Sullivan, Missouri

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Sullivan, Missouri

Country United States
State Missouri
Settled 1859
Population 7,081 (2010 census)
Area (sq mi) 7.90 mi²
Current mayor Dennis Watz

Sullivan is a city located on Interstate 44 in Crawford and Franklin Counties, Missouri, about 60 miles southwest of St. Louis. It had a population of 7,081 at the 2010 census.


The Sullivan area was first settled in the late 1810s by several families from South Carolina, taking advantage of its fertile land and proximity to the Meramec River. Chief among these early settlers was Reverend Jacob Clark (1810-1857), a Presbyterian minister who initially dubbed the developing community "Mount Helicon" after a mountain in Greece that in ancient mythology was the home of the god Apollo and of the Muses.[1] As it lay on the direct line between St. Louis and Springfield, the nearby land was being surveyed for construction of the Pacific Railroad by the early 1850s, and the line itself was extended to that point by 1859. Another local landowner and railroad contractor, Stephen Sullivan, organized the construction of a depot and the sale of some land for a right-of-way, and in recognition of his services, the railroad named the new depot in his honor. The post office established the following year adopted the Sullivan name as well, though the earlier "Mount Helicon" designation would also remain in use for some time. (Members of both the Clark and Sullivan families would continue to reside in the community until at least the 1980s.)

Like much of Missouri, the Sullivan community suffered severely during the Civil War. It saw no actual combat, apart from a brief occupation by Confederate General Sterling Price's troops in 1864, but most of its residents had ties to the South and joined or sympathized with the Confederates, despite the consistent Union control in the region, and there was considerable strife as a result. Stephen Sullivan, the town's namesake, himself a Southern sympathizer and a slaveowner, was imprisoned by the Federal authorities for some time and had much of his property confiscated, and died not long after the war's end. The post-war period saw a quick revival for the town, though, supported by its railroad link to St. Louis and by a number of small manufacturing operations, mostly related to lumber processing and woodworking. Sullivan was first incorporated as a third-class city in 1883, and by 1900 could boast of having a bank, a newspaper, and a grand three-story hotel.[2]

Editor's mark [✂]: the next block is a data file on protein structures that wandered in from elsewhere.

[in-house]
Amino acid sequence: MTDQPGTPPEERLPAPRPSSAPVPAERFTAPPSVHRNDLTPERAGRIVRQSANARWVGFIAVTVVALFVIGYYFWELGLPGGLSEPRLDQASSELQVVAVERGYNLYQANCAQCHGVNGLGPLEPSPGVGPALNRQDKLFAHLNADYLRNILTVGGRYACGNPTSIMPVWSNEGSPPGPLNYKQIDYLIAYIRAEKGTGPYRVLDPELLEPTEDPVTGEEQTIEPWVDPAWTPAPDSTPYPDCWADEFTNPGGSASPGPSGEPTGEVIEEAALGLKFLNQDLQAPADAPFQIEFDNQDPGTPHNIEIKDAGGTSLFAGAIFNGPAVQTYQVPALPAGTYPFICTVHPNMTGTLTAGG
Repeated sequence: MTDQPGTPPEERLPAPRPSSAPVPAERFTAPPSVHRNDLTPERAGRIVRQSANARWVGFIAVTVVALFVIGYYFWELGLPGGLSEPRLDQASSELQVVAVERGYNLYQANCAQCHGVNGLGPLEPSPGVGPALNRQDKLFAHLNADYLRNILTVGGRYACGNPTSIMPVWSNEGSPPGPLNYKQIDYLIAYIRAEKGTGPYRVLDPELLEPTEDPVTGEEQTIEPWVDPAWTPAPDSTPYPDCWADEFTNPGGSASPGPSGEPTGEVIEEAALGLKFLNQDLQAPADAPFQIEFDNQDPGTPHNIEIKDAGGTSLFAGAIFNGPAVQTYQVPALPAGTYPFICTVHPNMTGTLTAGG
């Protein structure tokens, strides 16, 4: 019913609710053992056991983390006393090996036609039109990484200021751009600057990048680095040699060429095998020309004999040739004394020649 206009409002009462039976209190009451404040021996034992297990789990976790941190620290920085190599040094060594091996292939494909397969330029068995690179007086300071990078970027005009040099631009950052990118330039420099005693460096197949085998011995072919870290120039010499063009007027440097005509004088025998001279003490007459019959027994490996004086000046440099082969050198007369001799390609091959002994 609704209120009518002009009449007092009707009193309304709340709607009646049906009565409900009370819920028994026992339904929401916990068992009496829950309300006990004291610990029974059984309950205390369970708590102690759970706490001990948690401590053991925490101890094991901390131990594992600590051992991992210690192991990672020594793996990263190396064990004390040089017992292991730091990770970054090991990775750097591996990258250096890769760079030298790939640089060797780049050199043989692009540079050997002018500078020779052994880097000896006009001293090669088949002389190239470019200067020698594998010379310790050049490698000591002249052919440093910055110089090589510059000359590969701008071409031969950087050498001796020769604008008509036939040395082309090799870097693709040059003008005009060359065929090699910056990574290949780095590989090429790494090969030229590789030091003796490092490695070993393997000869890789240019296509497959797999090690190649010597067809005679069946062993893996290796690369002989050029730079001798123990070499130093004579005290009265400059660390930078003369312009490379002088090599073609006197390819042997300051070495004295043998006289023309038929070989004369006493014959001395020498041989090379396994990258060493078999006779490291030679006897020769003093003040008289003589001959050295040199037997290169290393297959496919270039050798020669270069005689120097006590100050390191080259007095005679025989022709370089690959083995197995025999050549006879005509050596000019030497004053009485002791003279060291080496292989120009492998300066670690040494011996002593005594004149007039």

Sullivan expanded in size very rapidly during the mid-20th century, its population rising from just 909 in 1920 to 4,098 in 1960. Careful financial management by local business leaders meant it suffered less from the Great Depression than many other communities, and the completion of U.S. Route 66, following the old railroad route, in the 1920s brought it much prosperity from highway travelers. A small hospital opened in 1962, followed by a radio station, KTUI, in 1966. More recently, the replacement of Route 66 by Interstate 44 has produced another spur in business development, while the downtown section has been the focus of a revitalization project.[3]


Sullivan is located along Interstate 44, with Missouri State Highway 185 skirting its northern and northwestern edges. Most of it lies in extreme southern Franklin County, though its southernmost neighborhoods extend into northern Crawford County. It is about six miles northeast of Bourbon and 14 miles southwest of St. Clair, and is contiguous with Oak Grove Village to the north. Its exact coordinates are 38°12’34”N 91°09’53”W.

The city lies about two miles west of the Meramec River, a source of considerable regional tourism; Meramec State Park and Meramec Caverns, an extensive cave system, are both just outside its boundaries. Sullivan has a total area of 7.90 square miles, and an average elevation of 981 feet.[4]